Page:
Another way ketone bodies can reduce inflammation and neurodegeneration is through the inhibition of the NLRP3 inflammasome (54). In TBIs, the activation of the NLRP3 inflammasome leads to the release of caspase-1, which mediates secretion of pro-inflammatory cytokines and triggers pyroptotic cell death (50, 55). Ketone bodies have been shown to inhibit NLRP3-mediated inflammatory responses and could help regulate excessive inflammation in TBI (54, 56). To effectively manage TBI inflammation, interventions need to limit acute proinflammatory responses to the level needed for beneficial recovery mechanisms and prevent the development of chronic inflammation. Because ketones have the ability to regulate inflammatory responses, ketones may be an effective treatment strategy to control inflammation.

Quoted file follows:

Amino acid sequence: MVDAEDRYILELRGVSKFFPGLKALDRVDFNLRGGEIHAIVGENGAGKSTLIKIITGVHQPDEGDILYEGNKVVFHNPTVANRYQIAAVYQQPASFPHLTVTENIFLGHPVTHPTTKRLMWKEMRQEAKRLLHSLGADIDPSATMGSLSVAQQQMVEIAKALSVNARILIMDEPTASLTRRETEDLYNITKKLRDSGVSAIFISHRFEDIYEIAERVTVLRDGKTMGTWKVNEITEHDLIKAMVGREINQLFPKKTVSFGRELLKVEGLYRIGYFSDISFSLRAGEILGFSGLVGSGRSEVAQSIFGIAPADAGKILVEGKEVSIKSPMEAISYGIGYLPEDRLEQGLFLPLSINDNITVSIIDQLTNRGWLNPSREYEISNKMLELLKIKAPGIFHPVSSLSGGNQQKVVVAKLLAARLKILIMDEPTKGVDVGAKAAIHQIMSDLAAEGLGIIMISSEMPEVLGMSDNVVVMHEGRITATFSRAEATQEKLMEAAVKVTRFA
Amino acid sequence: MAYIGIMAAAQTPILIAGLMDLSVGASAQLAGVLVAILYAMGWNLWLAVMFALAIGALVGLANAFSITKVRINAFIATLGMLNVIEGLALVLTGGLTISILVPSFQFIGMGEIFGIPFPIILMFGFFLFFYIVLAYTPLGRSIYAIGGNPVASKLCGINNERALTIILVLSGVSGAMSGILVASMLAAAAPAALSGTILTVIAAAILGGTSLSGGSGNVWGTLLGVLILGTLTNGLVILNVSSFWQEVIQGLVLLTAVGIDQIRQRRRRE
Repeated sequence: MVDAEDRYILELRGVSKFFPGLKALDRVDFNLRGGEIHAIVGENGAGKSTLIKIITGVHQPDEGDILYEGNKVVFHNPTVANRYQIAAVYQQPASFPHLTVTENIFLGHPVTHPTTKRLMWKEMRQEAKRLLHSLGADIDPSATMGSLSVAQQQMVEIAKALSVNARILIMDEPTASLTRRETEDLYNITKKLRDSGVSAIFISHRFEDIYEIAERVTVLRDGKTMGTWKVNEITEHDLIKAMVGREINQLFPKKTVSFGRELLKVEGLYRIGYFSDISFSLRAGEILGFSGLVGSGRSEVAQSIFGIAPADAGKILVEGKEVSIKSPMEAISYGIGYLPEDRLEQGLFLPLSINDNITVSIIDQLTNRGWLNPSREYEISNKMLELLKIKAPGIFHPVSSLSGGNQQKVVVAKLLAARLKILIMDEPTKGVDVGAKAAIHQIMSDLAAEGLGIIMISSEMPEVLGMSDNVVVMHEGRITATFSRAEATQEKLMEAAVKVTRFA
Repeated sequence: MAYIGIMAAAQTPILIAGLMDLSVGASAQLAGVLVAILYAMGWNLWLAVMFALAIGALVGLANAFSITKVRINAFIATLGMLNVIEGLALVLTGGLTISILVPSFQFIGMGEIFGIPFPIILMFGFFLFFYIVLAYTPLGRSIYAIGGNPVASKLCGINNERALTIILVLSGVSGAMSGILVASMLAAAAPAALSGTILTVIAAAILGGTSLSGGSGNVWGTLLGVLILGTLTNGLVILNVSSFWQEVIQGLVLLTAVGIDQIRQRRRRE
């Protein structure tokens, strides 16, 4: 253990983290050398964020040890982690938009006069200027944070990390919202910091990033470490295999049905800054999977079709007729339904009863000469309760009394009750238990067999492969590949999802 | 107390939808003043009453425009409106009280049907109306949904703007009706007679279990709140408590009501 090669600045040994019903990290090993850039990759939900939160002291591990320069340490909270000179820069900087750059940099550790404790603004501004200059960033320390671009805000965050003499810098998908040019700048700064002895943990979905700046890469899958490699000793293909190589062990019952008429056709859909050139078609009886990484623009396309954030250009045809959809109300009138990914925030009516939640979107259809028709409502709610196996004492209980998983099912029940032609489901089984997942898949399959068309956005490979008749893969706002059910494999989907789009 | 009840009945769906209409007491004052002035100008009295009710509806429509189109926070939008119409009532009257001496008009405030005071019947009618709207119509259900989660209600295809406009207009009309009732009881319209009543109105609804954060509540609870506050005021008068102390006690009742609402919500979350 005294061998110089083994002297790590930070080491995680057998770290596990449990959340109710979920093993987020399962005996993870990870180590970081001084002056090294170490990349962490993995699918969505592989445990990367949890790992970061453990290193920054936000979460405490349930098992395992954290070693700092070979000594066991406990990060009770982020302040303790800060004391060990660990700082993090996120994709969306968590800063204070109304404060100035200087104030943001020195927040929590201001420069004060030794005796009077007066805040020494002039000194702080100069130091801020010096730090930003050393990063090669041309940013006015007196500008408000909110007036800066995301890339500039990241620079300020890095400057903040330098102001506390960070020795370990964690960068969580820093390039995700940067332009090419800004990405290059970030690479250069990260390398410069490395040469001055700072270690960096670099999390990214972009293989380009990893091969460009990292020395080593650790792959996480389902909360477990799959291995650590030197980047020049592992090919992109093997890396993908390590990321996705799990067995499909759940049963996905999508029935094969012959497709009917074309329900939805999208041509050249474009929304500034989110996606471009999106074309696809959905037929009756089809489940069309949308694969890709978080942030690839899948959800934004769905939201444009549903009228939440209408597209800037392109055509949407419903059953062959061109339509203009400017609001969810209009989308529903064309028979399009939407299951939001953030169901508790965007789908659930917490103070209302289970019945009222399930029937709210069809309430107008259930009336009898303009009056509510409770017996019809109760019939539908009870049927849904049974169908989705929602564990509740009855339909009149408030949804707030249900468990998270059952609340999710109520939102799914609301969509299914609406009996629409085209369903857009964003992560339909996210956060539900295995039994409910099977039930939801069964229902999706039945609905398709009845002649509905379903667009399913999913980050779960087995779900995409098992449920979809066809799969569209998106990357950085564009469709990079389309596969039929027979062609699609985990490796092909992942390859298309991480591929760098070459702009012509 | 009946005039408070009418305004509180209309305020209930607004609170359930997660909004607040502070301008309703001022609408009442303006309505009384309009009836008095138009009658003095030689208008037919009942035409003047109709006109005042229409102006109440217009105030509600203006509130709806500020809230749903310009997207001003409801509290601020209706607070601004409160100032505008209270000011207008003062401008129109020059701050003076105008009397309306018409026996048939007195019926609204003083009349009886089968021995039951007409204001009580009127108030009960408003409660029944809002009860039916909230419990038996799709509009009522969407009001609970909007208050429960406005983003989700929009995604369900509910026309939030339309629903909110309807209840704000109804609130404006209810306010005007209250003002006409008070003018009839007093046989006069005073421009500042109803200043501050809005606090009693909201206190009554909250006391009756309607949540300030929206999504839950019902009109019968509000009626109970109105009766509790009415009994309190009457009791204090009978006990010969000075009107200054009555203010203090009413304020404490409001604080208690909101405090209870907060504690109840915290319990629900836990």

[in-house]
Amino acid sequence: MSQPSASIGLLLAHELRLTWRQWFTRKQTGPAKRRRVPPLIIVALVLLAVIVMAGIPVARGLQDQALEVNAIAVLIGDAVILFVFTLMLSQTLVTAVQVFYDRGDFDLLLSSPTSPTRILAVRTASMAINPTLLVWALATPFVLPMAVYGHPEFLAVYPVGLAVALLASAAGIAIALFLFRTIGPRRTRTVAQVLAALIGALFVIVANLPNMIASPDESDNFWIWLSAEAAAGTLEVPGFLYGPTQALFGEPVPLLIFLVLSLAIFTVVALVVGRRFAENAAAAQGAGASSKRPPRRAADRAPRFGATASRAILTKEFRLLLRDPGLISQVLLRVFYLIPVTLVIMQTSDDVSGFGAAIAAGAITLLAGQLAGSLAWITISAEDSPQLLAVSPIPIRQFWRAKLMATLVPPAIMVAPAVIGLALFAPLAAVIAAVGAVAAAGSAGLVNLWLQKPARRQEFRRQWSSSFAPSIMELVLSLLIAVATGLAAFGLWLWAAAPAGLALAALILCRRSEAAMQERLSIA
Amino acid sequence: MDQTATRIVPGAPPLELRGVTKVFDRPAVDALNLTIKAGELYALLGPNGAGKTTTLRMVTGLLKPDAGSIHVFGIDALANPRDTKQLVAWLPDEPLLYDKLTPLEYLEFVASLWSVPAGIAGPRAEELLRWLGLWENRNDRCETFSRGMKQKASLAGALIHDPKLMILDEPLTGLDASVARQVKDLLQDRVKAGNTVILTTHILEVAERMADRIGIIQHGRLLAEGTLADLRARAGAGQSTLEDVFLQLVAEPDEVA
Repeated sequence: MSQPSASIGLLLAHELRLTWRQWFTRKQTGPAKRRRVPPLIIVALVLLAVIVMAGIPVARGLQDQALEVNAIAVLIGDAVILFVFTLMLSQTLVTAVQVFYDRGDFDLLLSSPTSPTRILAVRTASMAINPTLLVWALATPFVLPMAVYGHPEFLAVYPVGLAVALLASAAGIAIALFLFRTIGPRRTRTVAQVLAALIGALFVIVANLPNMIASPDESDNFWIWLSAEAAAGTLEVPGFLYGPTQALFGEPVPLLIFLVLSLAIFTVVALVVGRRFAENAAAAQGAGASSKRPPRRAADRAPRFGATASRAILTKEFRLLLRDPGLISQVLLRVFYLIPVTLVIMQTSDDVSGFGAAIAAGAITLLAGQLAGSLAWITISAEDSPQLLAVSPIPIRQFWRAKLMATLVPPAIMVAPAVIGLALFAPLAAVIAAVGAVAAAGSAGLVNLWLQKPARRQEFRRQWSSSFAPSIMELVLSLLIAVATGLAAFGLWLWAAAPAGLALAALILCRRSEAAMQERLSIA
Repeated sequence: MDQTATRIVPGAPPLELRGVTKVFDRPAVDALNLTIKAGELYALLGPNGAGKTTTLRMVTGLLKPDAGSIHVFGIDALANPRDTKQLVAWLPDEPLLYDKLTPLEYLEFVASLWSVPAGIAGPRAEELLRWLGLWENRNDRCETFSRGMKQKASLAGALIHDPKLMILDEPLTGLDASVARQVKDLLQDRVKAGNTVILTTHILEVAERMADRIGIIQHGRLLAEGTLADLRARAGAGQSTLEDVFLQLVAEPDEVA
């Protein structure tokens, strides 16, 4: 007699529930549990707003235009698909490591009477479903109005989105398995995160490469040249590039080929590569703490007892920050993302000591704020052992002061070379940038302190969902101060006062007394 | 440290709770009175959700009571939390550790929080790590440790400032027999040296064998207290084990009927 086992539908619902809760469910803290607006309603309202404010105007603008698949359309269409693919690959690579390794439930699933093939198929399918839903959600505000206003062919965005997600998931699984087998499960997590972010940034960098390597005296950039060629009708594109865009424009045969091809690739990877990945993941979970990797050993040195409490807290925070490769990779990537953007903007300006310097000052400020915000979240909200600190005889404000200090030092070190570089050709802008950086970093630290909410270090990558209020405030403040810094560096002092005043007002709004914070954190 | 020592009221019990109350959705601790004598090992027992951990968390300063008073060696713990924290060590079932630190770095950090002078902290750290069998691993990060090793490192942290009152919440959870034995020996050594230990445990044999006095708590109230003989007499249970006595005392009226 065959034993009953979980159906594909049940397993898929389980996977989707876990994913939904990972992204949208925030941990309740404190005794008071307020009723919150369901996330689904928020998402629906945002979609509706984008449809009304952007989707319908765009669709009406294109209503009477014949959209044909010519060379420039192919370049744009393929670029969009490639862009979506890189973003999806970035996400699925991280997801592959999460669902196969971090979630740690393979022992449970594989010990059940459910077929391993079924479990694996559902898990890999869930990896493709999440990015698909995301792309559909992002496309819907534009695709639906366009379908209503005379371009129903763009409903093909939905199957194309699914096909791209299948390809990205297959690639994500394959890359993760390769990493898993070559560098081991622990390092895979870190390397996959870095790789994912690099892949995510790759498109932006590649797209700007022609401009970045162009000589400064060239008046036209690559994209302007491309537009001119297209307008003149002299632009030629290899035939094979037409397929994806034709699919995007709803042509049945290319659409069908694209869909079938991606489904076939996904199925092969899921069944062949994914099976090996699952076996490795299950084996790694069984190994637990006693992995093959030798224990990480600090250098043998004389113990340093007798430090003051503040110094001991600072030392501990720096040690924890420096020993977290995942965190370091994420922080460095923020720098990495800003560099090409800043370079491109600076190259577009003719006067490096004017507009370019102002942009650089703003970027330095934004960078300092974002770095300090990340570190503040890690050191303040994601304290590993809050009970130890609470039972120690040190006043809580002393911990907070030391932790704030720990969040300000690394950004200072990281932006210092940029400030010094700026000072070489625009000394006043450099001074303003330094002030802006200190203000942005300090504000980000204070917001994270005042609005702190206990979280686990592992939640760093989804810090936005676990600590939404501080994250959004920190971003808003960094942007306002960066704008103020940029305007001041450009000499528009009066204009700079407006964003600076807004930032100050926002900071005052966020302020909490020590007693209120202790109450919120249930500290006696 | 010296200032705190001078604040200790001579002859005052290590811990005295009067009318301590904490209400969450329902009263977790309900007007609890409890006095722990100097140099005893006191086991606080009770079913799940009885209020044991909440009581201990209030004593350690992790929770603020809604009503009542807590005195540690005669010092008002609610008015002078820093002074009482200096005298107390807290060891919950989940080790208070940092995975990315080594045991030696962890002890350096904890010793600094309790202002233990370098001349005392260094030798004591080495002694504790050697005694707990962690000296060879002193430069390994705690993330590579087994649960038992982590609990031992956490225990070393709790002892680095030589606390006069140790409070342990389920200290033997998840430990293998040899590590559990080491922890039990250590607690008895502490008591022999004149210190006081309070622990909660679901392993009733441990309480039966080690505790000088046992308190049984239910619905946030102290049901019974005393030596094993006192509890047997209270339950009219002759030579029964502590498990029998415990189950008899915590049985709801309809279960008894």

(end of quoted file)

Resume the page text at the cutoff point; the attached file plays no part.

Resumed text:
Ketone bodies may also improve global and regional cerebral blood flow (52, 57). In TBIs, reductions in cerebral blood flow are seen in the acute phases and persist longer in patients with persistent TBI symptoms (58, 59). The decrease in cerebral blood flow is simultaneously accompanied by the increased demand on glycolysis and persists throughout the prolonged decrease in glucose metabolism (8). This results in a supply and demand mismatch with glucose not being brought to the brain, which contributes to the post-traumatic energy crisis (8). Ketones have been shown to improve cerebral blood flow through reduced mTOR expression and increased nitric oxide synthase protein expression (52). Because a decrease in cerebral blood flow inhibits the brain's ability to deliver oxygen and metabolites for proper brain function and recovery, ketone mediated improvements in cerebral blood flow have the potential to help to alleviate the mismatch in metabolic supply and demand.